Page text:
When Kevyn Powell launched an online appeal to fund vital repairs for his charity’s two minibuses, he expected to be in for a lengthy wait.
But just a fortnight after launch of the crowdfunding bid Banbury Assisted Transport Scheme (BATS) has reached more than twice its £400 target thanks to a surprise intervention by Banbury Cross Round Table.
Mr Powell, 59, operates BATS with the help of fellow volunteer Paul Baker, 58. The pair offer lifts to the shops or even full days out to vulnerable people and local groups like St Francis Community Drop-in (pictured). BATS receive no financial support and rely entirely on donations.
So when the time came to carry out £800 repairs and statutory inspections of the wheelchair lifts of two Mercedes Sprinter Treka minivans, the volunteers were forced to appeal for help online or else dip into their own pockets.
Without the lifts BATS would be unable to cater for some of the most vulnerable people it serves, including wheelchair users and people with mobility problems.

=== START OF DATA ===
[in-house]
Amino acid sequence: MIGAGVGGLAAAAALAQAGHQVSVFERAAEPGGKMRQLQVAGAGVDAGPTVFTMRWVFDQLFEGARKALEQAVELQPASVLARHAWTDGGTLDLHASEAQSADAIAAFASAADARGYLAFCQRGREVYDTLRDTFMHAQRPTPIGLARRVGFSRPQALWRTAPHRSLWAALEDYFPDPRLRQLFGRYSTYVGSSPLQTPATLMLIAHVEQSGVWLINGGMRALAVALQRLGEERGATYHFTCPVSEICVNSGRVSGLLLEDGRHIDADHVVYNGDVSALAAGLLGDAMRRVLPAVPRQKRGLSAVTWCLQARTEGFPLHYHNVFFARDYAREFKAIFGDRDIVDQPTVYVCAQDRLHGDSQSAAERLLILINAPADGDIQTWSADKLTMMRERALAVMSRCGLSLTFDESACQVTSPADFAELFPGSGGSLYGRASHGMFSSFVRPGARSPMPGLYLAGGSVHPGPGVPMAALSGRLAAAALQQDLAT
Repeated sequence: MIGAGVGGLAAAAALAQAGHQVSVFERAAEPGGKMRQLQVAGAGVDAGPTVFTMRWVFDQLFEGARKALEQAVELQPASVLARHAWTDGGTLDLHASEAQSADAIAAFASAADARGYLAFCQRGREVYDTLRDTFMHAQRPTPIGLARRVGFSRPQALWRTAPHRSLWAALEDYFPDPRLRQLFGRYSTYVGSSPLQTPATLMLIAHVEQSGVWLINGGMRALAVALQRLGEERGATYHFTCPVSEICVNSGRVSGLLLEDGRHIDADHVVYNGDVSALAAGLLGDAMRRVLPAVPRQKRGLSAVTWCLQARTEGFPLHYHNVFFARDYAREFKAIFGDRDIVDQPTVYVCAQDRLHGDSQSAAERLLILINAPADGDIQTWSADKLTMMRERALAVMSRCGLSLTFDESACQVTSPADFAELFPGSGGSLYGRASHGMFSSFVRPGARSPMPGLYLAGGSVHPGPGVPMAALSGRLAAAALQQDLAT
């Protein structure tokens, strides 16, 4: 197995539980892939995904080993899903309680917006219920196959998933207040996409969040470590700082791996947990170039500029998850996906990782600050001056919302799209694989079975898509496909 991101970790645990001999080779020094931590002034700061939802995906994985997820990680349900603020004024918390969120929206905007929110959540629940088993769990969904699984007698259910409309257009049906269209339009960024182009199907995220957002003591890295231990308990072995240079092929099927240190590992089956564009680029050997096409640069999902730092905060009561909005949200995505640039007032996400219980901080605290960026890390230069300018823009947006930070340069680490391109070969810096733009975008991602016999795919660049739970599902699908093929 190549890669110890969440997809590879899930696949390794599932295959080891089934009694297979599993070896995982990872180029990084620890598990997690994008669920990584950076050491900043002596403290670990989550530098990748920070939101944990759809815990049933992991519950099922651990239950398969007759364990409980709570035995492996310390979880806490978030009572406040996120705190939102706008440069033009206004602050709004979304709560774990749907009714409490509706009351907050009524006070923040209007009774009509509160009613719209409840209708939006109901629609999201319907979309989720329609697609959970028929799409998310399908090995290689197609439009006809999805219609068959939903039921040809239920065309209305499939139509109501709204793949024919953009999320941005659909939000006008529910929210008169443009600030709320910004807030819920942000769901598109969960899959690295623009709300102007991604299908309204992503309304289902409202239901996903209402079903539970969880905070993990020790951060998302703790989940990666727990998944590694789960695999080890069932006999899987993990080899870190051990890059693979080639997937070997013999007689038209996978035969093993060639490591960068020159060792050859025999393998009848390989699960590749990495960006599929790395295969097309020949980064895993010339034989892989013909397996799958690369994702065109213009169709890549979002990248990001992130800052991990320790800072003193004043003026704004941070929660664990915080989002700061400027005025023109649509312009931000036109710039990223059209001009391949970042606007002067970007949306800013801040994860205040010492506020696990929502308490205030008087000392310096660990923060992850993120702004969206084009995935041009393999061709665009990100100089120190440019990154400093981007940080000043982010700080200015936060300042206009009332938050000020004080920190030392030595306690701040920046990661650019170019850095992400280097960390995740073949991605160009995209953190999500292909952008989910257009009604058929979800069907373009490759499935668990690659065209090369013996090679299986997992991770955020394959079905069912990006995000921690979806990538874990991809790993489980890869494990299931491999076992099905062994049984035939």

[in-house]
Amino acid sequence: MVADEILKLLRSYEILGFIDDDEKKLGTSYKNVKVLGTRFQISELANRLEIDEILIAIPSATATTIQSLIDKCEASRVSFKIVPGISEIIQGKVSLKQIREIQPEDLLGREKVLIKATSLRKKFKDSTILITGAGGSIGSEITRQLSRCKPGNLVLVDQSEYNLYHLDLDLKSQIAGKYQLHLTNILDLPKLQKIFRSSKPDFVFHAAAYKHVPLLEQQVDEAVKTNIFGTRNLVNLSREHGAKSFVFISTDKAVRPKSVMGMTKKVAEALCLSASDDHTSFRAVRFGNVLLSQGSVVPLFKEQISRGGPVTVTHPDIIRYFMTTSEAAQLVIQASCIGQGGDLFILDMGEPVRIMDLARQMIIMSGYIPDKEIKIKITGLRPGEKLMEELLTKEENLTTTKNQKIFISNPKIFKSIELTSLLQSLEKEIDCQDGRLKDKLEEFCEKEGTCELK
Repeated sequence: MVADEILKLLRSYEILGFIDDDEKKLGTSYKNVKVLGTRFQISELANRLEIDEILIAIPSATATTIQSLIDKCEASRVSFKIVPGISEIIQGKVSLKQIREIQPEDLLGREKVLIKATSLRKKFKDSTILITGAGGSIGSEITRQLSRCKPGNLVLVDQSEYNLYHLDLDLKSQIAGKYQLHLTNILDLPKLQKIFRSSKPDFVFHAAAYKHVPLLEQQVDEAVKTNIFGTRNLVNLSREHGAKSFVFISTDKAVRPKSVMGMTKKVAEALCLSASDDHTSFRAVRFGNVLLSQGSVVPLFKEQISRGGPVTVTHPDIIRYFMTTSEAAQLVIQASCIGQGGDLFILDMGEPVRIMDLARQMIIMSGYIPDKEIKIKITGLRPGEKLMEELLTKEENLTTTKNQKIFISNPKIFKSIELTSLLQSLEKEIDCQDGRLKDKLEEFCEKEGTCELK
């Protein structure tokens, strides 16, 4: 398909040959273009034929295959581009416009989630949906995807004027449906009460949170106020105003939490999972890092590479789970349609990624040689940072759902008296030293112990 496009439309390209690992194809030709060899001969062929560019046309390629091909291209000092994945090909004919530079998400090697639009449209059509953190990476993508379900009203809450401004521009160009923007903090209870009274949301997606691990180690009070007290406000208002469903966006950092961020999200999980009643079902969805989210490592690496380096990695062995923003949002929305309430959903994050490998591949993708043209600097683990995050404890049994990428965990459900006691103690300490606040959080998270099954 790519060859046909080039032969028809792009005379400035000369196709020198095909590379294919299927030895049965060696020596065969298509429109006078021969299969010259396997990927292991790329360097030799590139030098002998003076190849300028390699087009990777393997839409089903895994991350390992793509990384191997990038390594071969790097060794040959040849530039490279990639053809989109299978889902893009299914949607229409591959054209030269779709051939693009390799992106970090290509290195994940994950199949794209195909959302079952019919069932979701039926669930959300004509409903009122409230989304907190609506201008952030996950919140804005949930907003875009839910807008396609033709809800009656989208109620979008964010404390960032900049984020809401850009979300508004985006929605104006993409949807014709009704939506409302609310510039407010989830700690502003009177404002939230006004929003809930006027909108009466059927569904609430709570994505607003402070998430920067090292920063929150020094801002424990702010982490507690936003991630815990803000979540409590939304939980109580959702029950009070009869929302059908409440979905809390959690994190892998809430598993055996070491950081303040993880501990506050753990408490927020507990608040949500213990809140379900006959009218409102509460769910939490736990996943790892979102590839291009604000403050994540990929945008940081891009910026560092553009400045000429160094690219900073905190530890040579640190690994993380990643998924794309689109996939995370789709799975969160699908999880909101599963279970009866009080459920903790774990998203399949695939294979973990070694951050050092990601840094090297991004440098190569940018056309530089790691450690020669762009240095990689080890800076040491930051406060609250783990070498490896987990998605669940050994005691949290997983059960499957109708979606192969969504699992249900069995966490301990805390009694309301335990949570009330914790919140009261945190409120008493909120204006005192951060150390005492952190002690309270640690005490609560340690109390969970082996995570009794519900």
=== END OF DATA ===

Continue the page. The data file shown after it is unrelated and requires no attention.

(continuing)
But in response to last week’s article in the Banbury Guardian, the Banbury Cross Round Table donated £900, more than enough to repair and inspect both lifts and carry out some additional maintenance.
Simon Jupe, of Banbury Cross Round Table said: “When I read about Kevyn’s story on the Banbury Guardian Facebook page I knew this was something we wanted to support. Kevyn shows a lot of commitment and a sense community spirit. It seems like a worthwhile cause and is something the Round Table wanted to support.”
Mr Powell, said: “This is a fantastic donation. Without the lifts I would have been unable to take out six of the 16 members of St Francis Community Drop-in I drove today.”
Hazel McDermid of St Francis’ Community Drop-in, added: “Kevyn is absolutely brilliant with us. He has been driving me for 20 years and he gives us an invaluable service which makes it easy for people otherwise unable to get out of the house to go places.”
BATS was set up by Kevyn Powell after the closure of Banbury Community Transport Association in 2012. The charity at that time was contracted out to help provide the Dial-a-Ride service. Oxfordshire County Council are now undergoing consultation on proposals to axe Dial-a-Ride altogether to save £250,000.